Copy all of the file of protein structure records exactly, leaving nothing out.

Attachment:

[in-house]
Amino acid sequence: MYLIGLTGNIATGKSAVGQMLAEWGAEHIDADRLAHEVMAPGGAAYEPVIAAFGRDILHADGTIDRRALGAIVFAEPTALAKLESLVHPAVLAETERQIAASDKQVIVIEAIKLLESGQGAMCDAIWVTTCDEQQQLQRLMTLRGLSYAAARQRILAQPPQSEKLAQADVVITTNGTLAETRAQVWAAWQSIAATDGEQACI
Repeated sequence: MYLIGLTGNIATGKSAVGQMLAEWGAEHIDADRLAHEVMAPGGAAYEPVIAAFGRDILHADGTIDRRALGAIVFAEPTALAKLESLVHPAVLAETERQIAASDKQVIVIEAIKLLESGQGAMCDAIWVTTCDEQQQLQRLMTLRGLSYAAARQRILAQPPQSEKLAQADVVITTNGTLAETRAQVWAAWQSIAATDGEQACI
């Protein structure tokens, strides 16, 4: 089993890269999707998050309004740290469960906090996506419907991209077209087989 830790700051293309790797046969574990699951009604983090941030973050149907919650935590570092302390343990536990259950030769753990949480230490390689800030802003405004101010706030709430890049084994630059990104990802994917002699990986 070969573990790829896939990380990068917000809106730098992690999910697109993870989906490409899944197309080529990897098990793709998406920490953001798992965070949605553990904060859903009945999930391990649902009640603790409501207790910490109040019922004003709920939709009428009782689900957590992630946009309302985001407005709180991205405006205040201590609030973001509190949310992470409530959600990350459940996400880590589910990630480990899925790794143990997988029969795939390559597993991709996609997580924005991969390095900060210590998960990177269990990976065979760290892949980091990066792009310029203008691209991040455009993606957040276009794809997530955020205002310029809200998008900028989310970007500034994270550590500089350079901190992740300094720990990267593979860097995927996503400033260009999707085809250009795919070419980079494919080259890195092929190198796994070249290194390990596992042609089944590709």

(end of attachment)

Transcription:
[in-house]
Amino acid sequence: MYLIGLTGNIATGKSAVGQMLAEWGAEHIDADRLAHEVMAPGGAAYEPVIAAFGRDILHADGTIDRRALGAIVFAEPTALAKLESLVHPAVLAETERQIAASDKQVIVIEAIKLLESGQGAMCDAIWVTTCDEQQQLQRLMTLRGLSYAAARQRILAQPPQSEKLAQADVVITTNGTLAETRAQVWAAWQSIAATDGEQACI
Repeated sequence: MYLIGLTGNIATGKSAVGQMLAEWGAEHIDADRLAHEVMAPGGAAYEPVIAAFGRDILHADGTIDRRALGAIVFAEPTALAKLESLVHPAVLAETERQIAASDKQVIVIEAIKLLESGQGAMCDAIWVTTCDEQQQLQRLMTLRGLSYAAARQRILAQPPQSEKLAQADVVITTNGTLAETRAQVWAAWQSIAATDGEQACI
């Protein structure tokens, strides 16, 4: 089993890269999707998050309004740290469960906090996506419907991209077209087989 830790700051293309790797046969574990699951009604983090941030973050149907919650935590570092302390343990536990259950030769753990949480230490390689800030802003405004101010706030709430890049084994630059990104990802994917002699990986 070969573990790829896939990380990068917000809106730098992690999910697109993870989906490409899944197309080529990897098990793709998406920490953001798992965070949605553990904060859903009945999930391990649902009640603790409501207790910490109040019922004003709920939709009428009782689900957590992630946009309302985001407005709180991205405006205040201590609030973001509190949310992470409530959600990350459940996400880590589910990630480990899925790794143990997988029969795939390559597993991709996609997580924005991969390095900060210590998960990177269990990976065979760290892949980091990066792009310029203008691209991040455009993606957040276009794809997530955020205002310029809200998008900028989310970007500034994270550590500089350079901190992740300094720990990267593979860097995927996503400033260009999707085809250009795919070419980079494919080259890195092929190198796994070249290194390990596992042609089944590709």